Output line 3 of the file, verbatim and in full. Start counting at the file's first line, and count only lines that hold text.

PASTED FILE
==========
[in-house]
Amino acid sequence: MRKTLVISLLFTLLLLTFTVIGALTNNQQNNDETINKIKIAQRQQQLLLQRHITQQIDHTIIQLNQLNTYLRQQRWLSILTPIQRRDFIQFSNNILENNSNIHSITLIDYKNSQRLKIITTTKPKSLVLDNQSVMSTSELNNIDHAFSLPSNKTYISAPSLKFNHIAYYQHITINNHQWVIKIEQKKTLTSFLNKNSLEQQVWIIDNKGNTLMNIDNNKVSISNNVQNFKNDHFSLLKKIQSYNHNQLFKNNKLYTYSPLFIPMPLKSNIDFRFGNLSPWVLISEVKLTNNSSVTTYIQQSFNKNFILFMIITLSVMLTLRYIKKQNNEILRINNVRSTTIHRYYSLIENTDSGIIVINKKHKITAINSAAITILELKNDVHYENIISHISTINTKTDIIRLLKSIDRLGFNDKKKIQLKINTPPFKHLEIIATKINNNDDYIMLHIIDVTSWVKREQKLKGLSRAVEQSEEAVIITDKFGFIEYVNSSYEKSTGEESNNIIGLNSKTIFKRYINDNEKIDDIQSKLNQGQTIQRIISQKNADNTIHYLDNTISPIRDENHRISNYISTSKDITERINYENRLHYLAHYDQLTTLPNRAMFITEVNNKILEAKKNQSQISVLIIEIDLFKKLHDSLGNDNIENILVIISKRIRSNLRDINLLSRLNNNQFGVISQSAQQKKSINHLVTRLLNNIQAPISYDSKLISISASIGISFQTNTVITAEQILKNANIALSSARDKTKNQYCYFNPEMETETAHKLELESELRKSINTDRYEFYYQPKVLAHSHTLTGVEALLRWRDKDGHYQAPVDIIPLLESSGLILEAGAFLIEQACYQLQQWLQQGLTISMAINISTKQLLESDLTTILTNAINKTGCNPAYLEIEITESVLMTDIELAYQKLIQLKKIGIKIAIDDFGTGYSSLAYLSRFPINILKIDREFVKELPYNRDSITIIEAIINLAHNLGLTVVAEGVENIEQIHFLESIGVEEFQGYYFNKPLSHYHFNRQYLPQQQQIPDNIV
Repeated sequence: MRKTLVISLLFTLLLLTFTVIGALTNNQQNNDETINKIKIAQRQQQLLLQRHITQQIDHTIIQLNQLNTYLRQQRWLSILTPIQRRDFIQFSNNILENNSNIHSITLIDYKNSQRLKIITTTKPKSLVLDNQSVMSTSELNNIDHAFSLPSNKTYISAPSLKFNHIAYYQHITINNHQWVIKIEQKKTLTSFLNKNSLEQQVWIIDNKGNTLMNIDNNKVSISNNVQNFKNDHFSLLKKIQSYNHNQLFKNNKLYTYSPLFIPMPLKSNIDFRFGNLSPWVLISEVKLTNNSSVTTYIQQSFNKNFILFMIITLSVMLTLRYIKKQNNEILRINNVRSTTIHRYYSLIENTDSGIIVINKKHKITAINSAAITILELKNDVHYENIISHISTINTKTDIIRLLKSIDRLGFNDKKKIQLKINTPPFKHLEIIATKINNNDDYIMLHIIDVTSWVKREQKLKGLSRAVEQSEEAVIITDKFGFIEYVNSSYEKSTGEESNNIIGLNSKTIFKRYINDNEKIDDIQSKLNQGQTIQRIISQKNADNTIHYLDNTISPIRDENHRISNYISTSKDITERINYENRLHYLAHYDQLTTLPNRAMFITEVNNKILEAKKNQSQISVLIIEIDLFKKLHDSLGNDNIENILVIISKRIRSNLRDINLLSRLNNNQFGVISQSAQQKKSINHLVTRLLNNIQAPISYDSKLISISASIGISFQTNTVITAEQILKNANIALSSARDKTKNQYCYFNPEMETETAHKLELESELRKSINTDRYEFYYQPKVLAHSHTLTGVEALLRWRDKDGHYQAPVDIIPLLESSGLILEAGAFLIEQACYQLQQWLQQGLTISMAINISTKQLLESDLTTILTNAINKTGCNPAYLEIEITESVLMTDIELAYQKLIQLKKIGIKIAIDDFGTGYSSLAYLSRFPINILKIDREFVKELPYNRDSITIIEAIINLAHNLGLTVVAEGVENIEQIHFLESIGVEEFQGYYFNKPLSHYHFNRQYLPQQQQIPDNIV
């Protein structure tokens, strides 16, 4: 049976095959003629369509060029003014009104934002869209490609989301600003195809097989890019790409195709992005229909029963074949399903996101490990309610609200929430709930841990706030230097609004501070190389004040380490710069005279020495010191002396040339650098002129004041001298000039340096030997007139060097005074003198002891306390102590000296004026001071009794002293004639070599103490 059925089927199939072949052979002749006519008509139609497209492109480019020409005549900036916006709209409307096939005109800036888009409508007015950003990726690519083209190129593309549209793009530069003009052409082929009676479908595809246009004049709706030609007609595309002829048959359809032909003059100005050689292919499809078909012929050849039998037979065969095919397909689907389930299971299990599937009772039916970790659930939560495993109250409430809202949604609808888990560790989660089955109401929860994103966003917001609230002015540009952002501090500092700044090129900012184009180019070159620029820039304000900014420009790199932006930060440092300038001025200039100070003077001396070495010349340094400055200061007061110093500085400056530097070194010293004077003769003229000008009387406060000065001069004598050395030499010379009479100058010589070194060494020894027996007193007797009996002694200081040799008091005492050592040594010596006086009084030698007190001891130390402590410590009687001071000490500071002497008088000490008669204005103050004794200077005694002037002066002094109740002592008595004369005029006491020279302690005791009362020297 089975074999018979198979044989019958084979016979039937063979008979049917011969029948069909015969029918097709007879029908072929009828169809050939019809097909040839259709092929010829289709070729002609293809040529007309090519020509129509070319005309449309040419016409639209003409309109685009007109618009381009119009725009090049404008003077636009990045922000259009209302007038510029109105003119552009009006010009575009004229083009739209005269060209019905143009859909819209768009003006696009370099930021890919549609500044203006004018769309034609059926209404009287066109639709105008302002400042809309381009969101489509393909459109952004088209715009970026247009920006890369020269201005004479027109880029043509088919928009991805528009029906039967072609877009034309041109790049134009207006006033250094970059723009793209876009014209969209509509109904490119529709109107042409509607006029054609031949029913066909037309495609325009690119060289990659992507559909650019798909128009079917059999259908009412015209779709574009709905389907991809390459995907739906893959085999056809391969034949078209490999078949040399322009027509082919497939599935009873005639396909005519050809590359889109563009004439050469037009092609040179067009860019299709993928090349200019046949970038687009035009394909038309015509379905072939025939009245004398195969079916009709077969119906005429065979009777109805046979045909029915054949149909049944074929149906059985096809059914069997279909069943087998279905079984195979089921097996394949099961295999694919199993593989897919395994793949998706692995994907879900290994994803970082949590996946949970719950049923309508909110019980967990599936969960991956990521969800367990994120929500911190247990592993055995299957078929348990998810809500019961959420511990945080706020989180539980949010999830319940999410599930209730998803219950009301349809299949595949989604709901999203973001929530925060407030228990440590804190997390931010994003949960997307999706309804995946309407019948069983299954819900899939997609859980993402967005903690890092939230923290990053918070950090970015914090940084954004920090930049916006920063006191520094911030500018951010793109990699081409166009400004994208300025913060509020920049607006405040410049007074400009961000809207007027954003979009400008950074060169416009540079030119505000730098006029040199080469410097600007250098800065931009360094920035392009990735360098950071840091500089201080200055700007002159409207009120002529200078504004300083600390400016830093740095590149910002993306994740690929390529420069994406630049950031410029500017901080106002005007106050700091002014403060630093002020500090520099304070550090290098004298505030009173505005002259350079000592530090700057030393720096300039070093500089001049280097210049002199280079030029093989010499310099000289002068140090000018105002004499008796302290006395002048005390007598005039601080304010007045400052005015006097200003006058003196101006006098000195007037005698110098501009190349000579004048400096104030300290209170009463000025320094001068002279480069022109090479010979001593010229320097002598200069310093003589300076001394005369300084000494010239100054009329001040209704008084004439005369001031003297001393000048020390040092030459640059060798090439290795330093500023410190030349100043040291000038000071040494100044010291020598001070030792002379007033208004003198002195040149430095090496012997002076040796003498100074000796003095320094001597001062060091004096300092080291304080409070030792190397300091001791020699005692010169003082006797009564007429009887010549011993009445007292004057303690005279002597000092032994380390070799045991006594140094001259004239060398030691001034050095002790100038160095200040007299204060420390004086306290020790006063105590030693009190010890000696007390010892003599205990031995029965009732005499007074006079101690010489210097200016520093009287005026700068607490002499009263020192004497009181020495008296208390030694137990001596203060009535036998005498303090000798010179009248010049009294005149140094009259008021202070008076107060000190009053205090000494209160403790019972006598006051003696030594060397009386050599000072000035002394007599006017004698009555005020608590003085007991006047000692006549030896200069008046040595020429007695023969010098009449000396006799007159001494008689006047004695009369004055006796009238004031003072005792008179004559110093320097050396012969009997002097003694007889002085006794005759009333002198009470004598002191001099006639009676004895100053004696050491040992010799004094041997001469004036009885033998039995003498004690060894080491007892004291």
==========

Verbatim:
Repeated sequence: MRKTLVISLLFTLLLLTFTVIGALTNNQQNNDETINKIKIAQRQQQLLLQRHITQQIDHTIIQLNQLNTYLRQQRWLSILTPIQRRDFIQFSNNILENNSNIHSITLIDYKNSQRLKIITTTKPKSLVLDNQSVMSTSELNNIDHAFSLPSNKTYISAPSLKFNHIAYYQHITINNHQWVIKIEQKKTLTSFLNKNSLEQQVWIIDNKGNTLMNIDNNKVSISNNVQNFKNDHFSLLKKIQSYNHNQLFKNNKLYTYSPLFIPMPLKSNIDFRFGNLSPWVLISEVKLTNNSSVTTYIQQSFNKNFILFMIITLSVMLTLRYIKKQNNEILRINNVRSTTIHRYYSLIENTDSGIIVINKKHKITAINSAAITILELKNDVHYENIISHISTINTKTDIIRLLKSIDRLGFNDKKKIQLKINTPPFKHLEIIATKINNNDDYIMLHIIDVTSWVKREQKLKGLSRAVEQSEEAVIITDKFGFIEYVNSSYEKSTGEESNNIIGLNSKTIFKRYINDNEKIDDIQSKLNQGQTIQRIISQKNADNTIHYLDNTISPIRDENHRISNYISTSKDITERINYENRLHYLAHYDQLTTLPNRAMFITEVNNKILEAKKNQSQISVLIIEIDLFKKLHDSLGNDNIENILVIISKRIRSNLRDINLLSRLNNNQFGVISQSAQQKKSINHLVTRLLNNIQAPISYDSKLISISASIGISFQTNTVITAEQILKNANIALSSARDKTKNQYCYFNPEMETETAHKLELESELRKSINTDRYEFYYQPKVLAHSHTLTGVEALLRWRDKDGHYQAPVDIIPLLESSGLILEAGAFLIEQACYQLQQWLQQGLTISMAINISTKQLLESDLTTILTNAINKTGCNPAYLEIEITESVLMTDIELAYQKLIQLKKIGIKIAIDDFGTGYSSLAYLSRFPINILKIDREFVKELPYNRDSITIIEAIINLAHNLGLTVVAEGVENIEQIHFLESIGVEEFQGYYFNKPLSHYHFNRQYLPQQQQIPDNIV